The Life and Writings of Robert Louis Stevenson

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Robert Louis Stevenson Robert Louis Stevenson is one of the greatest authors to hail from Britain. His writings have been enjoyed by countless since he masterfully wrote them down. Stevenson uses characterization, imagery, and conflict to keep his readers captivated by his works in Treasure Island, Strange Case of Dr. Jekyll and Mr. Hyde, and Kidnapped. Robert Louis Stevenson was born on November 13, 1850 in Scotland. Being the only son of a famous civil engineer, Stevenson was expected to continue the family tradition, but this was against his wishes for his life. At an early age, he exhibited a yearning to write, and although he could not read until he was seven or eight, he composed stories and dedicated them to his parents and…show more content…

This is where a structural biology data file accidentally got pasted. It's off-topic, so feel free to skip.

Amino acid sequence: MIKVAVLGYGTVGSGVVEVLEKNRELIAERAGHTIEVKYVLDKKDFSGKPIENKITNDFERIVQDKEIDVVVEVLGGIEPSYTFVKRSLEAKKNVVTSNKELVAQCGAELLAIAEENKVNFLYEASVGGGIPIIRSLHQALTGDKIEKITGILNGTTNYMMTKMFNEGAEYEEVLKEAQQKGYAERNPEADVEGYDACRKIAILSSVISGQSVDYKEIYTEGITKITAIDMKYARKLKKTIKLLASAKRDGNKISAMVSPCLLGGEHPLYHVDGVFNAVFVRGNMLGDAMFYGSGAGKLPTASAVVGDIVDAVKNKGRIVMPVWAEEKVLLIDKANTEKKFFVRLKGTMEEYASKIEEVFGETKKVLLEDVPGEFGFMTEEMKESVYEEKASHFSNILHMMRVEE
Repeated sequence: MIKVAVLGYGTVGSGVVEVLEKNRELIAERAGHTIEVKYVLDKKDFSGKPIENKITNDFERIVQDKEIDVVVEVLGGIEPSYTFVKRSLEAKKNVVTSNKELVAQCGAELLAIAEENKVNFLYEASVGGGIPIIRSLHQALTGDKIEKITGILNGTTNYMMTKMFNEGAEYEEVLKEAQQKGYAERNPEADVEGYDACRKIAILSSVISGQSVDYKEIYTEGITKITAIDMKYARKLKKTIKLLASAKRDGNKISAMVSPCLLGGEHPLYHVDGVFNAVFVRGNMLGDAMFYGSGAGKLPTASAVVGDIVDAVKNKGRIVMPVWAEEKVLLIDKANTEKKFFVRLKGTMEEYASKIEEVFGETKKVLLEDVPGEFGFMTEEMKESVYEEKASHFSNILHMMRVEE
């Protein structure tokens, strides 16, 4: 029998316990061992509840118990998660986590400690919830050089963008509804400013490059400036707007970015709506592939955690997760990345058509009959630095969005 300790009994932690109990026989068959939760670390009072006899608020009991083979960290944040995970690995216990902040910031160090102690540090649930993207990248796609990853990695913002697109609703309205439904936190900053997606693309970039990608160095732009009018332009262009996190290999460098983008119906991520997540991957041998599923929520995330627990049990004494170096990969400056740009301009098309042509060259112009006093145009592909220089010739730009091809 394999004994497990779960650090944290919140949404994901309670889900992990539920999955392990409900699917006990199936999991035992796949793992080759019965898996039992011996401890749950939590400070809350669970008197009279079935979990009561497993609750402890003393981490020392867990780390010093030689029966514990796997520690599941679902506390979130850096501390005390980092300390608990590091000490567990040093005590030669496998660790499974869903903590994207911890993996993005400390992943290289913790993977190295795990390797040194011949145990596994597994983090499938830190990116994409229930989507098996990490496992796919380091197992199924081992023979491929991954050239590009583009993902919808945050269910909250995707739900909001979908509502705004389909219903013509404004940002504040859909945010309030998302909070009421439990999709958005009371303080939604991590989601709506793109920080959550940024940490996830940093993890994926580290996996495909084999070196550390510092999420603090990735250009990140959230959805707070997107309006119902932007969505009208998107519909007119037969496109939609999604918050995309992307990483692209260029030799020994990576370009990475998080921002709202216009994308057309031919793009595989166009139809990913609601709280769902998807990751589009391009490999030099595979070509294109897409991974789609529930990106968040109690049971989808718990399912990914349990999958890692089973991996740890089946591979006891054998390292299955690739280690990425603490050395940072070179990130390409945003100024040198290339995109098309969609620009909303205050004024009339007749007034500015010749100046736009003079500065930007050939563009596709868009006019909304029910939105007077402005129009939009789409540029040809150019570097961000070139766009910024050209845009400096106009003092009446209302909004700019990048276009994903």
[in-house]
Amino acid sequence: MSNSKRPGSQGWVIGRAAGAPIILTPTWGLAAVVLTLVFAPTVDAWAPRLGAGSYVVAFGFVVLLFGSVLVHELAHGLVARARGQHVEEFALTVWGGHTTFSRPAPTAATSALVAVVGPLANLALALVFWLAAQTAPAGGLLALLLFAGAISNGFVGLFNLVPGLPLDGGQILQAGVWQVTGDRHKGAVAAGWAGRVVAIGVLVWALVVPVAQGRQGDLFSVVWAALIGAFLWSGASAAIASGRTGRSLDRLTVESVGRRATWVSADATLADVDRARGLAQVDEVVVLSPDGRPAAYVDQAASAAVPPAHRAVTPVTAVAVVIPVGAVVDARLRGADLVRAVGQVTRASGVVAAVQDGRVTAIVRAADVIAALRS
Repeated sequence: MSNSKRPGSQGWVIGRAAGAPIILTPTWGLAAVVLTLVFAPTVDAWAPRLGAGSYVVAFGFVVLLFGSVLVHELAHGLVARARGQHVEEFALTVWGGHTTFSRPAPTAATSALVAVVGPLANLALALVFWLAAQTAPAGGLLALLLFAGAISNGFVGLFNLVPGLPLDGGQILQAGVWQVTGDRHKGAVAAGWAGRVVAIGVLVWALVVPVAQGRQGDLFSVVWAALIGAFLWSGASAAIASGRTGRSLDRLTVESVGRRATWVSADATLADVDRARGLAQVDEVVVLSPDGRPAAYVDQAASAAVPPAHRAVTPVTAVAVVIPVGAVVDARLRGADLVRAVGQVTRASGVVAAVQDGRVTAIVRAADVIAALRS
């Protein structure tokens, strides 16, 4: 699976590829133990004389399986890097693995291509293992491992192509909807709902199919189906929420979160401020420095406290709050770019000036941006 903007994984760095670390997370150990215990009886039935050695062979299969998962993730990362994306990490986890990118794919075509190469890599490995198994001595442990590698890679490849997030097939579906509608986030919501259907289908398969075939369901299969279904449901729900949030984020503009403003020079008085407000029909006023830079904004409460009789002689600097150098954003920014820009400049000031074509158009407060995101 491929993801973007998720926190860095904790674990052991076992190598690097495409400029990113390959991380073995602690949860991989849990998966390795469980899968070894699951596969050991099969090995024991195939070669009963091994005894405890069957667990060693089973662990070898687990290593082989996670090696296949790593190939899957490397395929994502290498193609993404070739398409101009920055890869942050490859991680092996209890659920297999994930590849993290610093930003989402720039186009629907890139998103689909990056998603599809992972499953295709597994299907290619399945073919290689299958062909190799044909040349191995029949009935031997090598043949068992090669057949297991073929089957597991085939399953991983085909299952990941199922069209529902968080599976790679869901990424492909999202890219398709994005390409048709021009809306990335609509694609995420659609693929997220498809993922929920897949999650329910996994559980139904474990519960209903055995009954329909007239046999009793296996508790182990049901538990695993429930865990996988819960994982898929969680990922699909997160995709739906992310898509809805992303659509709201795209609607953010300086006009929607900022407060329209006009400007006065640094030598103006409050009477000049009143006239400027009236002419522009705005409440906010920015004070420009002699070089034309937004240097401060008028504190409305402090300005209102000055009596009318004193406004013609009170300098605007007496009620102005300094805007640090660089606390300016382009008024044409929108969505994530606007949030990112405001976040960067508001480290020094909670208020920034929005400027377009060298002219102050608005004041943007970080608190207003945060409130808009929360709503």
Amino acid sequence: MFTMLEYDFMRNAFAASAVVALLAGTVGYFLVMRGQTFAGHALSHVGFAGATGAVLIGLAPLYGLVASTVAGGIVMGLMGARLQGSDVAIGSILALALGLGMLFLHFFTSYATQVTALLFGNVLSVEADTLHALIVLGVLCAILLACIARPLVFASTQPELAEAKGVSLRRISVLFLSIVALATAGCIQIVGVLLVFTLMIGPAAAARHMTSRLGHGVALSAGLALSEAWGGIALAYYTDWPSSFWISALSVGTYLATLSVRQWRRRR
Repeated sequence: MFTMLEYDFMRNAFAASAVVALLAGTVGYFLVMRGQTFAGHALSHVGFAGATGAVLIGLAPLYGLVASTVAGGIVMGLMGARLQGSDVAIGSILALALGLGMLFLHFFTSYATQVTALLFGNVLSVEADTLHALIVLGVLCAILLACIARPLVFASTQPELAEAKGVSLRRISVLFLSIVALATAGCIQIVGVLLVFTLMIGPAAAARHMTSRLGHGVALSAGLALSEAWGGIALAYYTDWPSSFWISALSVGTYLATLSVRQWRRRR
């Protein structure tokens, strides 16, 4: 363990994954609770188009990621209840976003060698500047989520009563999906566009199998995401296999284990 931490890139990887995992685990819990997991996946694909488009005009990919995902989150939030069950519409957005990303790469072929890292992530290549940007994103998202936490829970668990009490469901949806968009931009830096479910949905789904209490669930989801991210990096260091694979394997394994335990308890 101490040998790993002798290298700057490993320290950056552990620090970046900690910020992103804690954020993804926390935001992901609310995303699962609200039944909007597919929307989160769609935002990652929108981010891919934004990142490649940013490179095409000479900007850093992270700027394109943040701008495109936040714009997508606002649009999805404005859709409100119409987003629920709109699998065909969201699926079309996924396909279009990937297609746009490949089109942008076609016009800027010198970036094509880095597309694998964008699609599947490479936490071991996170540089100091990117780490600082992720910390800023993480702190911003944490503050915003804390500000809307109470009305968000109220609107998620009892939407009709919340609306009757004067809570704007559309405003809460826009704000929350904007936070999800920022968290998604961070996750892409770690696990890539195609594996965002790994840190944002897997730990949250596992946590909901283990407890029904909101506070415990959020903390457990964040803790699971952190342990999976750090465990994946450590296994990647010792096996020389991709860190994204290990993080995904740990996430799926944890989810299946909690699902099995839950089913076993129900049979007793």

Stevenson produces some of literature’s most memorable characters in this novel. Although it is one of his most famous, it is not as psychological deep as his other novels, as it is meant for a younger group of readers. However, this does not take away from the story if one just takes it for what it is. Jim Hawkins, the protagonist of the story, is a character so full of courage and determination that he is undoubtedly the inspiration behind many young lads’ adventurous escapades. His character, although lifted off the pages of a book, is the character that many people aspire to be. Stevenson does not give much information about Jim through dialogue or commentary, but through Jim’s actions do we learn of the content of his character. Jim is the moral backbone of the story, and must right the wrong that Silver creates. The only downside to Jim’s character is that he judges people by their appearances when first meeting him, and he usually judges wrong. He incorrectly judges Long John Silver as an ally at first even though he ends up being the story’s main antagonist. Also, he incorrectly judges Ben Gunn as being a monster, although he turns out to be one of his greatest allies. Jim’s character is resilient and is not likely to break as best exemplified in his quote “You can kill the body, Mr. Hands, but not the spirit” (Stevenson 116). Since Stevenson was sickly as a child and not able to do much physical activity, I think that he lives vicariously
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